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Adoro Te Devote

Eucharistic Hymn

Adoro Te devote is a Eucharistic hymn written by St. Thomas Aquinas. It is one of the five Eucharistic hymns composed and set to music for the Solemnity of Corpus Christi, which was instituted in 1264 by Pope Urban IV. The hymn is sung during the Benediction service;  when recited, it has a plenary indulgence of three years, under the usual conditions and when recited for an entire month (1).

In the hymn, Our Lord is referred to as a "Loving Pelican."  The pelican was a common medieval symbol of Our Lord since it was believed to feed and revive its young by giving them blood from its breast, as Our Lord gives us His own Flesh and Blood, truly present in the Eucharist.

Dom Guéranger explains the history and devotion behind this chant:

"A great solemnity has this day risen upon our earth: a feast both to God and to men: for it is the feast of Christ the Mediator [the Feast of Corpus Christi], who is present in the Sacred Host, that God may be given to man, and man to God ... (2)

"In his exquisite hymn, Adoro Te devote, St. Thomas Aquinas says: 'On the Cross the Divinity alone was hid; but here the Humanity, too, is hid'; and yet, on no day of the year is the Church more triumphant or more demonstrative, than she is upon this feast ... (3)

"It is hard to say which of the two predominates in these verses, the theological science of the Saint, or his humble and glowing love. But when the tabernacle-door closes upon Jesus in His Holy Sacrament, our hearts will still continue with Him ... More than ever, for the future, will we love and reverence the Banquet which is, and produces, all that we have been considering during these days [of the feast of Corpus Christi]: we know so much better now, than formerly, the perfections of Eternal Wisdom, who has given Himself to us in the Eucharist; we will let Him guide us into all grace and truth." (4)

Adoro te devote is here interpreted by the Spanish Monks of the Monastery of Santo Domingo de Silos. Note: only verses 1, 3, and 7 are sung in this recording.

Listen to Adoro te devote


Latin text

1. Adoro te devote, latens deitas,
Quæ sub his figuris vere latitas;
Tibi se cor meum totum subjicit,
Quia te contemplans totum deficit.

2. Visus, tactus, gustus in te fallitur,
Sed auditu solo tuto creditur.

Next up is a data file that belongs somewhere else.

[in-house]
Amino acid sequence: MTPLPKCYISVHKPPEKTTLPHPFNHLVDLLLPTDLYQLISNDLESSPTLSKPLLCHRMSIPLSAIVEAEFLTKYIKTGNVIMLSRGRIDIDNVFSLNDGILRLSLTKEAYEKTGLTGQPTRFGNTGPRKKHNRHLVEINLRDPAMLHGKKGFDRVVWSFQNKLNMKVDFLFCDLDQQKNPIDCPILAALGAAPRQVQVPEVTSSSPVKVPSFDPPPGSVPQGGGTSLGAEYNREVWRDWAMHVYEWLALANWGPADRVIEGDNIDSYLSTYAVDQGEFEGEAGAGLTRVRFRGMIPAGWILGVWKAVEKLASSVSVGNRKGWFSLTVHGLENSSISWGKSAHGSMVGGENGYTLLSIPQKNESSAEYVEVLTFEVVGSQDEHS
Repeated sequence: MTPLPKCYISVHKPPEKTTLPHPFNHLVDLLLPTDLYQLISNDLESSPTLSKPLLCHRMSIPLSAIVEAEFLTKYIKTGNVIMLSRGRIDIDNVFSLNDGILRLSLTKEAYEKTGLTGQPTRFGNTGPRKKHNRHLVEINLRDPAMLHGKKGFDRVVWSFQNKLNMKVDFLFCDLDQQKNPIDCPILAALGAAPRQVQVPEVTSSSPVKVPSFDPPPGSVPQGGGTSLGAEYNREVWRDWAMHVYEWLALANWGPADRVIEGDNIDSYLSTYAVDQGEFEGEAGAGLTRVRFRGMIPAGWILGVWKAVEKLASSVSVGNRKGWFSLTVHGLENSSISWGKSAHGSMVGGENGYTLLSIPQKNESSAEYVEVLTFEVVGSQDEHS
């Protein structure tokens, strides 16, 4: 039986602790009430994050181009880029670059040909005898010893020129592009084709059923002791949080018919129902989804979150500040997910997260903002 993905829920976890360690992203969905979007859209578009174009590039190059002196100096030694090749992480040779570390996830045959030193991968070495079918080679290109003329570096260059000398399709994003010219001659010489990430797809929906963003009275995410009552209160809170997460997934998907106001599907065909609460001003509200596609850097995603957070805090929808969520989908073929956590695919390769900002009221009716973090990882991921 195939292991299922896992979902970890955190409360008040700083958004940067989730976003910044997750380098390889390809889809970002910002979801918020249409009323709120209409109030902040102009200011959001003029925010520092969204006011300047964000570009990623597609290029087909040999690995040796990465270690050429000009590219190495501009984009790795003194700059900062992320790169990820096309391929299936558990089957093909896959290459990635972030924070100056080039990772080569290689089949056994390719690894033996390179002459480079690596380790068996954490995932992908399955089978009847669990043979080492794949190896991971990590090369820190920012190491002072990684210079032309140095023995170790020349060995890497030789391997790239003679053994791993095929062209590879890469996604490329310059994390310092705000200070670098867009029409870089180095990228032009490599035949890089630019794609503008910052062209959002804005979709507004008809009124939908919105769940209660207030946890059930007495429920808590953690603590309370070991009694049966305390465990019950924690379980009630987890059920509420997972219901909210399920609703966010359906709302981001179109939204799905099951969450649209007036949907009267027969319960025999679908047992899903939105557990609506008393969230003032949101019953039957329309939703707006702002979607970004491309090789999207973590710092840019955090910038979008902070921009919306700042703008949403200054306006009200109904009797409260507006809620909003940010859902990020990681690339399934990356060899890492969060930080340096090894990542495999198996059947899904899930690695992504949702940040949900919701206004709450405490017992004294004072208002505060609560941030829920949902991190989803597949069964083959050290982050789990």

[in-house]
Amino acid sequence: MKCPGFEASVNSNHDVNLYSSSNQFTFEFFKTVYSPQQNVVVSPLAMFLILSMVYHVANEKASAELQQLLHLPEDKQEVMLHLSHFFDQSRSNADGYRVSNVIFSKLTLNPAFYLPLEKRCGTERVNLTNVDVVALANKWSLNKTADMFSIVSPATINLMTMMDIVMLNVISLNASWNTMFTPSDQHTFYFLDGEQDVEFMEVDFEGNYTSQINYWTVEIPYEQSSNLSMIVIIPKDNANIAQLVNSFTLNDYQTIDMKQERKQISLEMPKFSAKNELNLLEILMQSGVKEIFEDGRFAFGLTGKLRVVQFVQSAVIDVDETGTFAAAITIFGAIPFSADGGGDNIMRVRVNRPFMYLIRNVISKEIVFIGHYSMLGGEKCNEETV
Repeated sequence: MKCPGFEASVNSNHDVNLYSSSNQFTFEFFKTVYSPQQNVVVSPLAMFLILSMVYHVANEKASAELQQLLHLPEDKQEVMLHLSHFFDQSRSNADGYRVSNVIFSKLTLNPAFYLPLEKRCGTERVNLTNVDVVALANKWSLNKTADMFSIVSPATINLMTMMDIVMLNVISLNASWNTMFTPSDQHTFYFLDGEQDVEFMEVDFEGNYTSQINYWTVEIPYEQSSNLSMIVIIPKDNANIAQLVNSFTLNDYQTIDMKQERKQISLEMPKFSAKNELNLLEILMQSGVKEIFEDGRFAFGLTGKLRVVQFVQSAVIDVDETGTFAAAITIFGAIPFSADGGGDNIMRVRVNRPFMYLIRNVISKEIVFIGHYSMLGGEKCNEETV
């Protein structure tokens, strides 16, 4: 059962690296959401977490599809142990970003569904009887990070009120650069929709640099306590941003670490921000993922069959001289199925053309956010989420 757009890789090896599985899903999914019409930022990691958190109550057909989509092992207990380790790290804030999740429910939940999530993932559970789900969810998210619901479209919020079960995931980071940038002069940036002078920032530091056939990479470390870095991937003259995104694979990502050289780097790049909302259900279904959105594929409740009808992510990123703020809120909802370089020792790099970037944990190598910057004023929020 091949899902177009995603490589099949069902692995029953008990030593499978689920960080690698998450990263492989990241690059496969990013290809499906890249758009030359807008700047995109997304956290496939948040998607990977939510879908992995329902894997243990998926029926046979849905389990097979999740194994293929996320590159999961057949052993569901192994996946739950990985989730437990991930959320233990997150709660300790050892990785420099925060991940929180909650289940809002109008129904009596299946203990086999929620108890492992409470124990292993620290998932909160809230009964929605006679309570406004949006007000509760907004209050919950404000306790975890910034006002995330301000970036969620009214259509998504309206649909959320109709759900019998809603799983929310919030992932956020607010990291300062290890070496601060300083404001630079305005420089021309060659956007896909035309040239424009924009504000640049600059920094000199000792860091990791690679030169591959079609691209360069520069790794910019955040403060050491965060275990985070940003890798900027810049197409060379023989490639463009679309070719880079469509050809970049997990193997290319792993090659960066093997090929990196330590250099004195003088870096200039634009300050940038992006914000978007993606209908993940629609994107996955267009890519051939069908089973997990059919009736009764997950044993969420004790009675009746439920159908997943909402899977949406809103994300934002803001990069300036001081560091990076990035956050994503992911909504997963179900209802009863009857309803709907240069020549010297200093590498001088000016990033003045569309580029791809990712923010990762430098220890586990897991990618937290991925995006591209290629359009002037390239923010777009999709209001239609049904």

Credo quidquid dixit Dei Filius;
Nil hoc verbo Veritátis verius.

3. In Cruce latebat sola Deitas,
At hic latet simul et Humanitas,
Ambo tamen credens atque confitens,
Peto quod petivit latro pœnitens.

4. Plagas, sicut Thomas, non intueor:
Deum tamen meum te confiteor.
Fac me tibi semper magis credere,
In te spem habere, te diligere.

5. O memoriale mortis Domini,
Panis vivus, vitam præstans homini,
Præsta meæ menti de te vívere,
Et te illi semper dulce sapere.

6. Pie Pelicane, Jesu Domine,
Me immundum munda tuo Sanguine:
Cujus una stilla salvum facere
Totum mundum quit ab omni scelere.

7. Jesu, quem velatum nunc aspicio,
Oro, fiat illud quod tam sitio:
Ut te revelata cernens facie,
Visu sim beátus tuæ gloriæ.

English translation (5):

1. I devoutly adore Thee, O hidden Deity,
Who truly liest concealed under these forms:
To thee my whole heart subjects itself,
Because in contemplating Thee, it is fully deficient.

2. Sight, touch, taste, tell us not of Thy presence,
But hearing alone may be fully believed.
I believe whatsoever the Son of God has spoken;
Nothing is more true than this word of truth.

3. Upon the Cross the divinity alone was concealed;
But here the humanity also lies hidden:
But I believe and confess them both,
And I ask for what the penitent thief asked.

4. I see not Thywounds, as Thomas did;
Yet do I confess Thee to be my God.
Grant that I may believe in Thee more and more,
And place my hope in Thee, and love Thee.

5. O memorial of my Lord's death,
Living Bread that givest life to man:
Grant that my soul may ever live on Thee,
And may ever relish Thy sweetness.

6. Loving Pelican; Jesus Lord,
Cleanse me, an unclean sinner, with Thy Blood,
One drop whereof could save
The whole world from all its guilt.

7. Jesus, whom I now see beneath a veil,
I pray, let that be done, for which I do so thirst:
That, by the sight of Thine unveiled Face,
I may have the happiness of seeing Thy glory. Amen.

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Regina Caeli


For a high-resolution JPG of this chant, click here.

For a larger PDF version, click here.

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  1. S. C. Indulg., June 15, 1895; S. Pen. Ap., March 12, 1936. "The New Roman Missal" by Rev. F. X. Lasance, 1945.
  2. Dom Guéranger, The Liturgical Year, St. Bonaventure Publications, 2000 (reprint of 1949), vol. 10, p. 184.
  3. Ibid. p. 251.
  4. Ibid. p. 409-410.
  5. The English translation is taken from two sources: the first from Dom Guéranger (Ibid. p. 410-411), and an anonymous translation here.
  6. The chant above is a more explicit version of the one in the Liber Usualis, Desclée & Co., Tournai, 1934, p. 1855.


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